Many Travellers and Gypsies are a law unto themselves and benefit from special treatment from the authorities, according to an MP.
Shipley MP Philip Davies said officials were turning a blind eye about their treatment of animals and not enough was being done to tackle illegal campsites or the high numbers of crime they commit.
Speaking in a Commons debate on Travellers and Gypsies and local communities Mr Davies said: “It is not surprising that local people are fed up about it. Bradford Council has not too long ago spent £820,000 refurbishing Gypsy encampments, including in my constituency. Even though only eight pitches are being used at Esholt, also in my constituency, that does not stop illegal encampments in other parts of the constituency, when there are perfectly good pitches to be used on such sites.”
He cited examples of how travellers around the country are invading land and demanding cash to move, in one case a man in Slough had to pay out £5,000 to Travellers and left with a £20,000 clear up operation despite going down the legal route.
“The Government has to get a grip on this issue and I hope that the debate will spur them to do so,” Mr Davies said.
Mr Davies, who previously called for a Parliamentary debate over the “absolutely disgusting” treatment of horses at Esholt, told the Commons the authorities had ignored the problem for too long.
“Despite numerous complaints from me, local residents and other campaigners about the appalling treatment of animals, particularly horses, at Esholt Gypsy encampment in my constituency, for many months Bradford Council and the Royal Society for the Prevention of Cruelty to Animals did absolutely nothing.” he said.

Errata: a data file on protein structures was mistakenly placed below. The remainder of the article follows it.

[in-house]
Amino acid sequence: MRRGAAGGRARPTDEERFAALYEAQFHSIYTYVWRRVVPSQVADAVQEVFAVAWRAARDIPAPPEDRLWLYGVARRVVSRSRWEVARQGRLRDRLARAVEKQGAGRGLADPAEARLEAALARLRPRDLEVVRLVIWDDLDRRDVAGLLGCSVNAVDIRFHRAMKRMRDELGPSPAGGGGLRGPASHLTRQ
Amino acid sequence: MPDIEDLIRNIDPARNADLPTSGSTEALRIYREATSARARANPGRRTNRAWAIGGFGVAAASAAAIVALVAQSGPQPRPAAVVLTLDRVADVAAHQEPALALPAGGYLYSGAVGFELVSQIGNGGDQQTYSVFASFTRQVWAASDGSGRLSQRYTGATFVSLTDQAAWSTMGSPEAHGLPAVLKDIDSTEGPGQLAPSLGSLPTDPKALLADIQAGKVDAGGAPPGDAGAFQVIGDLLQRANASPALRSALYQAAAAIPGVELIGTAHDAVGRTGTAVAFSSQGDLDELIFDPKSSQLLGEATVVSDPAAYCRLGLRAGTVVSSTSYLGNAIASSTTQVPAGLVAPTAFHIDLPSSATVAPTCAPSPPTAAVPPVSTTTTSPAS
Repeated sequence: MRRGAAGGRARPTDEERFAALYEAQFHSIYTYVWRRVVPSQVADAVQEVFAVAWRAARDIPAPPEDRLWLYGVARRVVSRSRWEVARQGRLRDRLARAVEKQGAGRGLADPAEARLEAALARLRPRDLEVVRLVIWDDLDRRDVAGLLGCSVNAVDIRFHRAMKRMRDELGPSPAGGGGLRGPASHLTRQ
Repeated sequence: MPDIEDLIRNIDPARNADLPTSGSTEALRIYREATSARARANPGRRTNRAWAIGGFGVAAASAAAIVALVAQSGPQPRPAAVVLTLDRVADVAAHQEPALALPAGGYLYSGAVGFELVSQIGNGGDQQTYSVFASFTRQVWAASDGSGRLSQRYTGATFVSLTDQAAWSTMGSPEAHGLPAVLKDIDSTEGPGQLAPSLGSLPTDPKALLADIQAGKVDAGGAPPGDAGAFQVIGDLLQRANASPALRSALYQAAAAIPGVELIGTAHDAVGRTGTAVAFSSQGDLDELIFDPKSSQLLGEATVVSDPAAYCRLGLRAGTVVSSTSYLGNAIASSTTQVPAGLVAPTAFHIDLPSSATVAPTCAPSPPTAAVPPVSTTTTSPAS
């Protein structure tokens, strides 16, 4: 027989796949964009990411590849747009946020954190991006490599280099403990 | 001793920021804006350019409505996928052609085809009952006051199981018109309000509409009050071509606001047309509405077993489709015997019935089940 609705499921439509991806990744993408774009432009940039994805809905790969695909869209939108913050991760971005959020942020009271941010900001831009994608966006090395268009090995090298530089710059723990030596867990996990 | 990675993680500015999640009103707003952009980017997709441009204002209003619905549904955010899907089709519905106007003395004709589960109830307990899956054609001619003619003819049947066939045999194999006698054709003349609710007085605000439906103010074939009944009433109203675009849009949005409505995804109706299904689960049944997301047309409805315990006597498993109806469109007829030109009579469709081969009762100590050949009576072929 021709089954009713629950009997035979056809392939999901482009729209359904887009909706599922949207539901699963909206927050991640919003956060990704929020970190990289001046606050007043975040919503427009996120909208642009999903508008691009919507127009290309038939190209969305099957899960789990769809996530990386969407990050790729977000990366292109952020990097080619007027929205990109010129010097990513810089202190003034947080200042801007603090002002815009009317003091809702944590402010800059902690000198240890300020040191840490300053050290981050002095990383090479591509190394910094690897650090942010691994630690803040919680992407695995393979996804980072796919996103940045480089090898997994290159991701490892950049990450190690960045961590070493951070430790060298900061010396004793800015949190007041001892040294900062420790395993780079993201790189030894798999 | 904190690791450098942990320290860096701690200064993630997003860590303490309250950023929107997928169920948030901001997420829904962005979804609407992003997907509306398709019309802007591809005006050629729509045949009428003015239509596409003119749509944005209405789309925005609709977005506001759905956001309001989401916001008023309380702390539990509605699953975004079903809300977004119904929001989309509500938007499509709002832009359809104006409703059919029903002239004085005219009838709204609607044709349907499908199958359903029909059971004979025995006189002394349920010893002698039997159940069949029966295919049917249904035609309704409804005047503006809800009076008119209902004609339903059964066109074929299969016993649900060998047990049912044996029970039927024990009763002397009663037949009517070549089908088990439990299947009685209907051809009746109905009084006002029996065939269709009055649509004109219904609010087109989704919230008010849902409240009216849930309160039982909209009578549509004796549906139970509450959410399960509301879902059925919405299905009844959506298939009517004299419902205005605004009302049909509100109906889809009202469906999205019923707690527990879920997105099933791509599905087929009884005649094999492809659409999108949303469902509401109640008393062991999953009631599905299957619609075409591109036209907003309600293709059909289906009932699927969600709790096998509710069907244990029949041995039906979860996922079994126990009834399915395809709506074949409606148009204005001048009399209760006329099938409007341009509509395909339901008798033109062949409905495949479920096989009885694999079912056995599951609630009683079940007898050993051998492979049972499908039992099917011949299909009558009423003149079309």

“That comes back to the same point: people feel that different rules apply to different people. If anybody else were treating animals in that way, they would be prosecuted, but because they were Gypsies and Travellers, people were pussyfooting around them and people, understandably, get fed up. I am delighted that the RSPCA eventually took some action and people were convicted—rightly so and not before time, but also not before those animals suffered far more than they should have done.”
Mr Davies said there was a “massive problem” with crime repeating statistics already confirmed by other MPs in the debate that five per cent of prisoners identify themselves as Gypsies or Travellers. He dismissed claims by some that it was due in part to magistrates and judges being racist and treating the group unfairly.
Mr Davies added: “It does not take a mathematical genius to work out that, if something like 0.1 per cent of the population in England or Wales is Traveller or Gypsy, and if five per cent of the prison population identify themselves as Gypsies or Travellers.
“Given that we know how hard it is to be sent to prison in the first place, I begin to wonder what crimes they must be committing. This does not apply just to adults who are Gypsies and Travellers; it also applies to juveniles and young offenders. We must not pussyfoot around these issues—we must address them head on. The public expect nothing less.”